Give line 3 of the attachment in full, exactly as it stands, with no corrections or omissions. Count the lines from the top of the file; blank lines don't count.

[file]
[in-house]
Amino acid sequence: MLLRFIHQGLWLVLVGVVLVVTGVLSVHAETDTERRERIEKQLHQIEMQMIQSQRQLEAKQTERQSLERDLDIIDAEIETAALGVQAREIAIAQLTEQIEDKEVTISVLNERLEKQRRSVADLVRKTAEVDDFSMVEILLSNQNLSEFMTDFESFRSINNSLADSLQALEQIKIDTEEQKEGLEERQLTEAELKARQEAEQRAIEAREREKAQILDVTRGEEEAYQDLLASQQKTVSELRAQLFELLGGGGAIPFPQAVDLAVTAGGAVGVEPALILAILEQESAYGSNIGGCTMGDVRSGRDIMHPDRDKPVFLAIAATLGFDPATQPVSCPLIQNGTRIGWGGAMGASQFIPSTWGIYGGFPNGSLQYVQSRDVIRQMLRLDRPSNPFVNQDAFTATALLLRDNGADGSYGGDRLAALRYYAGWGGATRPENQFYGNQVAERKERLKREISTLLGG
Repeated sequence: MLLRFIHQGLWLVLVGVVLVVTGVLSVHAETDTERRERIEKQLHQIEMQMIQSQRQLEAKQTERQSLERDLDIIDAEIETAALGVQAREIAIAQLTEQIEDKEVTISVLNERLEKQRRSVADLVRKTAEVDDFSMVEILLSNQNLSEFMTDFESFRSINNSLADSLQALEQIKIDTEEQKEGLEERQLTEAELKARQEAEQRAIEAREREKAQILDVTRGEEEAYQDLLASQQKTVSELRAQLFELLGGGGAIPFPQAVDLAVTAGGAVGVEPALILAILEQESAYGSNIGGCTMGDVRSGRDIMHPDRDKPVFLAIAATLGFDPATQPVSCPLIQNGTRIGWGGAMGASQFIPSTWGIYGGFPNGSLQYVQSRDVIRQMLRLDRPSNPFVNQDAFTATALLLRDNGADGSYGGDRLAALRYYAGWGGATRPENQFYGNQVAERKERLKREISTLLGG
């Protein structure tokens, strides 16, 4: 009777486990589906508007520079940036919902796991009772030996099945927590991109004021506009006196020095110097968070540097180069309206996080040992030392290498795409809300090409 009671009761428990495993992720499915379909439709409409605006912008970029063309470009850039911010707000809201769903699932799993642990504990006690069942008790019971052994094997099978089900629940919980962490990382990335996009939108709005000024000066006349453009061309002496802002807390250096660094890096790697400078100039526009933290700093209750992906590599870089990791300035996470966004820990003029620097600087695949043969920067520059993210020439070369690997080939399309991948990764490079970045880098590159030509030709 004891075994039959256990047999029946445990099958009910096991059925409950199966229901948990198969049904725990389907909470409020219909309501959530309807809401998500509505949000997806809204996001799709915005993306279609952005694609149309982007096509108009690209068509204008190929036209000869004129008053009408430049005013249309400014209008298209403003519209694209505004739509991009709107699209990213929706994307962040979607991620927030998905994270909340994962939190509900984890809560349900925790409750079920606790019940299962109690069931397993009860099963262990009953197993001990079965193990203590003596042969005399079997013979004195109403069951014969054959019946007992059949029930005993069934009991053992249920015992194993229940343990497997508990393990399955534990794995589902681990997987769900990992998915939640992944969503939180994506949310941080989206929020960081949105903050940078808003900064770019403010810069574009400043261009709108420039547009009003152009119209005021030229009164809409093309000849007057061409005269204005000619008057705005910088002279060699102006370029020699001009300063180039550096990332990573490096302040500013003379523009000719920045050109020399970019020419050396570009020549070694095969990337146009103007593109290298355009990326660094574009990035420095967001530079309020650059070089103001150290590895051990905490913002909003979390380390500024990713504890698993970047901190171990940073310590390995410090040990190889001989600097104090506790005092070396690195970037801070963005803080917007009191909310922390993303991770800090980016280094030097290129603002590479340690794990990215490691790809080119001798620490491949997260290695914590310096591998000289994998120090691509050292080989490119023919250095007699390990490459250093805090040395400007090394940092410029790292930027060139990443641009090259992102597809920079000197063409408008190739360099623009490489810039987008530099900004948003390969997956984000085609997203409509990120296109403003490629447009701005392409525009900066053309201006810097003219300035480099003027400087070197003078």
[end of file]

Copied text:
Repeated sequence: MLLRFIHQGLWLVLVGVVLVVTGVLSVHAETDTERRERIEKQLHQIEMQMIQSQRQLEAKQTERQSLERDLDIIDAEIETAALGVQAREIAIAQLTEQIEDKEVTISVLNERLEKQRRSVADLVRKTAEVDDFSMVEILLSNQNLSEFMTDFESFRSINNSLADSLQALEQIKIDTEEQKEGLEERQLTEAELKARQEAEQRAIEAREREKAQILDVTRGEEEAYQDLLASQQKTVSELRAQLFELLGGGGAIPFPQAVDLAVTAGGAVGVEPALILAILEQESAYGSNIGGCTMGDVRSGRDIMHPDRDKPVFLAIAATLGFDPATQPVSCPLIQNGTRIGWGGAMGASQFIPSTWGIYGGFPNGSLQYVQSRDVIRQMLRLDRPSNPFVNQDAFTATALLLRDNGADGSYGGDRLAALRYYAGWGGATRPENQFYGNQVAERKERLKREISTLLGG